Had a major electrical re-do of my house, and had the electrician
install a generator connection. I believe they are called "generator
interlock" systems. It is a standard setup, I can throw a switch in
the basement, then plug a generator in outside the house to power the
house in event of a power failure.
(save safety warnings.. I know to put generator outside not near door
or window, and I can't hook Gen up while still connected to municipal
power supply due to lockout system on inside panel, and I know enough
to not overload gen)
What should I look for in considering a generator. I am pretty much
settled on Honda, as in my experience they are just head an shoulders
above all others in reliability and noise. I am prepared to entertain
opposing points of view, but I am willing to pay a little more for a
I don't need super-megawatts.. I will be happy to see that my home has
heater, hot water heater (powered venilation unit) and a few lights
and maybe a TV. I don't need to run the AC or electric stove.
Could I get away with one of those tiny suitcase type units.. my
concern is that they seem to only have standard AC plugs on them, not
that special generator circular locking plug that goes into the outside
Personal experiences or tips?
Good online sources for info?
Honda is about the best for noise in the small portable generator
category, Yamaha has some units that are pretty comparable. In larger
units there are others that are very quiet as well. As for reliability,
there are other brands that are very reliable as well.
Heat and HW are gas or oil? Got a well pump that needs power? 5 KW or so
will do pretty well for an average house without unusual loads.
Refrigerator, lights, TV, a burner on the stove for coffee and furnace
and well pump do pretty well with 5 KW. If you do some load management
like insuring the furnace and well pump aren't on at the same time you
can get by with less.
The real small units are 120V only, a normal transfer switch / interlock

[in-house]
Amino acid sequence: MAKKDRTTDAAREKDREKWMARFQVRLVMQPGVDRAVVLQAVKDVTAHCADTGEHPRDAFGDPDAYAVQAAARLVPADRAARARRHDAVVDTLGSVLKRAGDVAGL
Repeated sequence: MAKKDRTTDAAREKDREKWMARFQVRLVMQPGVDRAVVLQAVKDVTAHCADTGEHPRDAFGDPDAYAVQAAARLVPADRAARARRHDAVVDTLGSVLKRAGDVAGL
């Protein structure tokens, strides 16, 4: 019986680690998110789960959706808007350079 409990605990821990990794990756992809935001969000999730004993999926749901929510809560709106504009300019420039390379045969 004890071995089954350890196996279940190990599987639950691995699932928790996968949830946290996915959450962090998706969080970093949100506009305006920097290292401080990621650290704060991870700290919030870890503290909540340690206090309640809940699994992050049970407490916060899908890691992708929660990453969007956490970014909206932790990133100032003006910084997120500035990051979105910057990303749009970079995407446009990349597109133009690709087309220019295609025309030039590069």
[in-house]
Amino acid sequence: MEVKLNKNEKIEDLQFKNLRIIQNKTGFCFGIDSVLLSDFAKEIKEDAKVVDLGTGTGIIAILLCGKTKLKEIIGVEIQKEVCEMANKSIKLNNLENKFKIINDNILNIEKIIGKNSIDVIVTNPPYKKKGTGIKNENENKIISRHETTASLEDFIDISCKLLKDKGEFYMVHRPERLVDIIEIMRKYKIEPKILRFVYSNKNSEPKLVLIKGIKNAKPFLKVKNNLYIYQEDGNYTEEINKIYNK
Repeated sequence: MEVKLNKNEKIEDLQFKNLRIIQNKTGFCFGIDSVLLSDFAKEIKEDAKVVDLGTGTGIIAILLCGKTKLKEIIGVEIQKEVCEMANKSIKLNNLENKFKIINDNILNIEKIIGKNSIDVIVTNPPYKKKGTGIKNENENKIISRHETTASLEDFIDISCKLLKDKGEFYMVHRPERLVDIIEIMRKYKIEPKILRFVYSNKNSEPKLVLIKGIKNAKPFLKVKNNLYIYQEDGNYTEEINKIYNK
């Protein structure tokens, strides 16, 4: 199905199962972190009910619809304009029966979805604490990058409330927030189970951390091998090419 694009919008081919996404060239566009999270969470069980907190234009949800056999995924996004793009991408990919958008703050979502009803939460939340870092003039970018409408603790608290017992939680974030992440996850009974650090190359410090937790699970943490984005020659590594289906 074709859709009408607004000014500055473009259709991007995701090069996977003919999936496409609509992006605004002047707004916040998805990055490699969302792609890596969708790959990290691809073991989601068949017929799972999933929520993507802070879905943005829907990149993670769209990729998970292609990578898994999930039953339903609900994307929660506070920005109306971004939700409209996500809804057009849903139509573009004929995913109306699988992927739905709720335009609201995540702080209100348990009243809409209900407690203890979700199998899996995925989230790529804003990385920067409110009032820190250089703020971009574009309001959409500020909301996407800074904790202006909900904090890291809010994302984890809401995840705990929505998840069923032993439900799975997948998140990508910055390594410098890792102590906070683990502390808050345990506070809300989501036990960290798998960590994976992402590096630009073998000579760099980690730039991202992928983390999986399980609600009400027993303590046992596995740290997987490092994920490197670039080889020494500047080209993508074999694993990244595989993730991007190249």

really needs a 240V feed. A small unit like a Honda EU2000i would handle
a refrigerator and a light plugged into it, but is unlikely to handle a
furnace or other larger loads.
Again, the more load management you are willing to do the smaller a
generator you can get away with. Nearly all of the typical large
household loads are ones that do not require full time power. The
refrigerator can readily go an hour without power while the furnace runs
for example. The well pump can go without power while you microwave
Ran a ~1,500 sq ft house with oil heat / HW, well pump, electric stove,
microwave, lights, TV, etc. for three days on a Generac 5 KW gas
portable generator. Baked stuff in the oven too. Other than the noise
and periodic refueling (which I did very carefully while running) it was
just fine. Changed the oil after that run.
Perhaps alt.energy.homepower though that leans more towards conservation
and renewables. Still most folks off grid with renewable systems have a
regular gas generator as backup since renewables aren't 100% reliable,
so some expertise there.
And in many cases it will -- really, the only cases in which it won't are
electric furnaces or heat pumps. The electrical demands of oil- or gas-fired
forced-air furnaces are quite modest, and those of hot-water systems are even